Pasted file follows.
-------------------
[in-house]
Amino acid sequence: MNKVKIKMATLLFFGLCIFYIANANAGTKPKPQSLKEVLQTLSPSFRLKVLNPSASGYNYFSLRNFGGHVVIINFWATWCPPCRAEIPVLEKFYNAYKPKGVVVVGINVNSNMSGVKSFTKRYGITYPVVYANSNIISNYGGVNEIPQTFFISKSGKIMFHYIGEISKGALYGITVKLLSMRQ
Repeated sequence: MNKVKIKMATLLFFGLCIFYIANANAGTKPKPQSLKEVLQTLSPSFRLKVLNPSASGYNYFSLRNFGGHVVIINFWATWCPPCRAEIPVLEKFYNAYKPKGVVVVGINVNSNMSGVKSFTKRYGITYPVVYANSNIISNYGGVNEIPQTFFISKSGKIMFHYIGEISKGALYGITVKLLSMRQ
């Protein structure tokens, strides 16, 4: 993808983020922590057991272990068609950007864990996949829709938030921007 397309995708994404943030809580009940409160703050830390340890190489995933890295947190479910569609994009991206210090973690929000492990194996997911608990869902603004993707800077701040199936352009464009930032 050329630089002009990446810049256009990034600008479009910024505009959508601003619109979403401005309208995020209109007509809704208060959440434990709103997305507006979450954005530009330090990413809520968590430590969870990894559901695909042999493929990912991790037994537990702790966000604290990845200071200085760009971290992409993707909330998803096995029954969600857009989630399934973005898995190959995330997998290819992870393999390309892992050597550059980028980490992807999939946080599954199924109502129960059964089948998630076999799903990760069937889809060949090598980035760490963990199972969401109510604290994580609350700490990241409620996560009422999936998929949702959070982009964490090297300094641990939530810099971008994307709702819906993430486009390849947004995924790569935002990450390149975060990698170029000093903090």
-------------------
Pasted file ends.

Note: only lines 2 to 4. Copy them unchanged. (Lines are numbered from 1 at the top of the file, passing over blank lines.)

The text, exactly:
Amino acid sequence: MNKVKIKMATLLFFGLCIFYIANANAGTKPKPQSLKEVLQTLSPSFRLKVLNPSASGYNYFSLRNFGGHVVIINFWATWCPPCRAEIPVLEKFYNAYKPKGVVVVGINVNSNMSGVKSFTKRYGITYPVVYANSNIISNYGGVNEIPQTFFISKSGKIMFHYIGEISKGALYGITVKLLSMRQ
Repeated sequence: MNKVKIKMATLLFFGLCIFYIANANAGTKPKPQSLKEVLQTLSPSFRLKVLNPSASGYNYFSLRNFGGHVVIINFWATWCPPCRAEIPVLEKFYNAYKPKGVVVVGINVNSNMSGVKSFTKRYGITYPVVYANSNIISNYGGVNEIPQTFFISKSGKIMFHYIGEISKGALYGITVKLLSMRQ
């Protein structure tokens, strides 16, 4: 993808983020922590057991272990068609950007864990996949829709938030921007 397309995708994404943030809580009940409160703050830390340890190489995933890295947190479910569609994009991206210090973690929000492990194996997911608990869902603004993707800077701040199936352009464009930032 050329630089002009990446810049256009990034600008479009910024505009959508601003619109979403401005309208995020209109007509809704208060959440434990709103997305507006979450954005530009330090990413809520968590430590969870990894559901695909042999493929990912991790037994537990702790966000604290990845200071200085760009971290992409993707909330998803096995029954969600857009989630399934973005898995190959995330997998290819992870393999390309892992050597550059980028980490992807999939946080599954199924109502129960059964089948998630076999799903990760069937889809060949090598980035760490963990199972969401109510604290994580609350700490990241409620996560009422999936998929949702959070982009964490090297300094641990939530810099971008994307709702819906993430486009390849947004995924790569935002990450390149975060990698170029000093903090």